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Apple iBook G4/800 Review
by Bensch "G-News" Blaser
AccelerateYourMac Games Editor
Published: 11/14/2003

I ordered my iBook right on October 30, when it had just been released to the public. I always wanted to buy an Apple notebook to complement my various desktop systems, because they, quite frankly, all lacked protability.
I had been eyeing at the 12" Powerbook for a while, because I wanted a small, yet powerful notebook that would both fit into a small backpack as well as play some games decently. But the poor graphics card in the 867MHz model (the GeForce MX 420 Go) and the high price had kept me from buying one right away.
When Apple released the 1GHz model with the somewhat improved GeForce FX 5200 Go, I was tempted again, but I was still unhappy with the graphics card, as it was again the slowest card available (in the PB G4 new line) and the pricetag hadn't improved much either.
So the announcement of the iBook G4 with a decent 800MHz G4 and a very decent Radeon 9200 Mobility came in perfectly for me. In addition there's a programme for University students here in Switzerland, offering massive rebates on newly released Apple products. So I was able to get the iBook at 22% less than usual. I couldn't resist. - And I don't regret it.

Shipping took an extremely long time, by all standards, not just the "anxious Apple user" one. The package took two 4 day breaks between Taipei and Switzerland, and eventually arrived on October 12 in the afternoon. Almost 2 weeks from ordering. But I hear other customers are facing even worse situations. Apple has to work on their shipment(-partners) in Europe...

Other than that I was very positively surprised by the general appearance of the new iBook. My mother had owned an iBook G3 600 for some time and I had grown quite fond of the little thing. The new iBook G4 is, compared to the old one, more gray/white and doesn't have that metal finish. However it also does have the same color for the keyboard and the rest of the surface, which the old one did not have. The new one looks better in that respect. However it's a bit more "plasticky" than the old one. The shell is now made of a white plastic, instead of transparent materials backpainted with white color. I like both designs, but the G3 iBook scratches easier, due to the transparent material resulting in some kind of mirror/prism effect, making scratches very visible.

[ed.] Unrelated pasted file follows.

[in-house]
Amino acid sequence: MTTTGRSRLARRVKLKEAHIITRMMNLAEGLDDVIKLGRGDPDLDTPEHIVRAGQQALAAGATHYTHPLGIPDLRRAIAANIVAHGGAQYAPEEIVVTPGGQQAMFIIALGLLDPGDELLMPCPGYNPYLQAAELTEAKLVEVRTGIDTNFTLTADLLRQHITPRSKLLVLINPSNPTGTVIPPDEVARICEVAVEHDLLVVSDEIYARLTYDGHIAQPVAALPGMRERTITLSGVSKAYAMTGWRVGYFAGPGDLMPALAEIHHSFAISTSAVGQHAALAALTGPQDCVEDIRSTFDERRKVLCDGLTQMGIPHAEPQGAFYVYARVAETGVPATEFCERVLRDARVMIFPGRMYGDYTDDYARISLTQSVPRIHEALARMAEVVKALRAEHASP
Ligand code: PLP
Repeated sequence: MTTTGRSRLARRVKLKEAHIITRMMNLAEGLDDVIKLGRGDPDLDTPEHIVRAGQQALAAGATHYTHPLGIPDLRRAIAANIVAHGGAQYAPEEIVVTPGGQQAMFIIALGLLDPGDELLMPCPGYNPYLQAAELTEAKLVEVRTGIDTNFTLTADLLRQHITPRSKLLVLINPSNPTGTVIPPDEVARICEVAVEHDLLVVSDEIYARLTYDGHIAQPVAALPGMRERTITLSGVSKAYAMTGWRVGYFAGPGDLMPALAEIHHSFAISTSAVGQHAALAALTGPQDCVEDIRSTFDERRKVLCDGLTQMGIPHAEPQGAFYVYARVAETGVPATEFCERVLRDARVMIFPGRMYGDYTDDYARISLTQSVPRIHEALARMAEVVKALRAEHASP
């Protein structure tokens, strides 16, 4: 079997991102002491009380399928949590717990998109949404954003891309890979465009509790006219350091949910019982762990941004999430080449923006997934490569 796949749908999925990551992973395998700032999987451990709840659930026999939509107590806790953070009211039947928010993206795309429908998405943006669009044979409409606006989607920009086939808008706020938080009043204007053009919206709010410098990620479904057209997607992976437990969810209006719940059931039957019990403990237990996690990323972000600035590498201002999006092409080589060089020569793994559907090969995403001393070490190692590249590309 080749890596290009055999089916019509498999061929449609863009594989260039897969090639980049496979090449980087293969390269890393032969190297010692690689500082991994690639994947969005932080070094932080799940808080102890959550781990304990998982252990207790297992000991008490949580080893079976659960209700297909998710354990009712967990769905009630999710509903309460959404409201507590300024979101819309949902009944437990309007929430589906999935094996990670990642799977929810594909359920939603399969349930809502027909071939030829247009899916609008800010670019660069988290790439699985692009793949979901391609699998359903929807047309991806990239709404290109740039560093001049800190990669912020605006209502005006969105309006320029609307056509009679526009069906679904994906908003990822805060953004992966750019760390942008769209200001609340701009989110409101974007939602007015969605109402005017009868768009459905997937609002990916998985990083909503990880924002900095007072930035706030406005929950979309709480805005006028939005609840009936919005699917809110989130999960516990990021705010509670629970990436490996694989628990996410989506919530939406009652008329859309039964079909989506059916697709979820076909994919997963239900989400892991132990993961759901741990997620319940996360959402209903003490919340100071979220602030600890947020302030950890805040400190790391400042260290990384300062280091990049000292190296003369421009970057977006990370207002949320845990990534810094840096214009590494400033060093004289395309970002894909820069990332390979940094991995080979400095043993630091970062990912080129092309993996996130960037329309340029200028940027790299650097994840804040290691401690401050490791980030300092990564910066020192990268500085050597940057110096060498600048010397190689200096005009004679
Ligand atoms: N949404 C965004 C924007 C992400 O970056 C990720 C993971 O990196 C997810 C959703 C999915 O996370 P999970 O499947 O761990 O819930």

Size and weight are almost identical, the new one being a tad lighter.
The biggest difference between the two is really the keyboard, which is far better on the iBook G4, thanks to a metal backplate and a more solid, powerbooky feel. A definite improvement over the old one.
Battery life, while already excellent on the iBook G3, has been further improved and easily reaches between 4 and 5 hours of actual use, with Airport running. Far beyond any PC laptop I have ever seen.
Talking about Airport: Reception is again, excellent. I shared an internet connection from my MDD G4 over Airport and went for a walk in the garden with the iBook. Despite the PowerMac being in the house and behind aluminium window covers, I easily reached an approximate 50-60 meters before losing the signal completely. I don't have any means of testing Airport Extreme range (802.11g), but I expect it also to be great.

Overall, the iBook feels very fast compared to the older model. Panther is a big improvement for the G3 too, but no match for the iBook G4 with it's faster frontside bus, processor and RAM, not forgetting the graphics chip, which is about a zillion times faster.

So, being a long time Apple user and digging into benchmarks, I had to compare to all modern Macs within my reach. All Macs were equipped with Mac OS X 10.3.1 and the latest updates.

That list consists of:

  • PowerMac G4 MDD Dual 1250MHz, 2MB L3 cache per chip, 1GB RAM, Radeon 9000 Pro 64MB
  • same machine as above, but with one CPU disabled with Apple's CHUD tools.
  • PowerBook 15.2" Titanium G4 550MHz, 256MB RAM, Radeon Mobility 16MB
  • iBook 12" G3 600MHz, 640MB RAM, Rage 128 Mobility 8MB
  • iBook 12" G4 800MHz, 384MB RAM, Radeon 9200 Mobility 32MB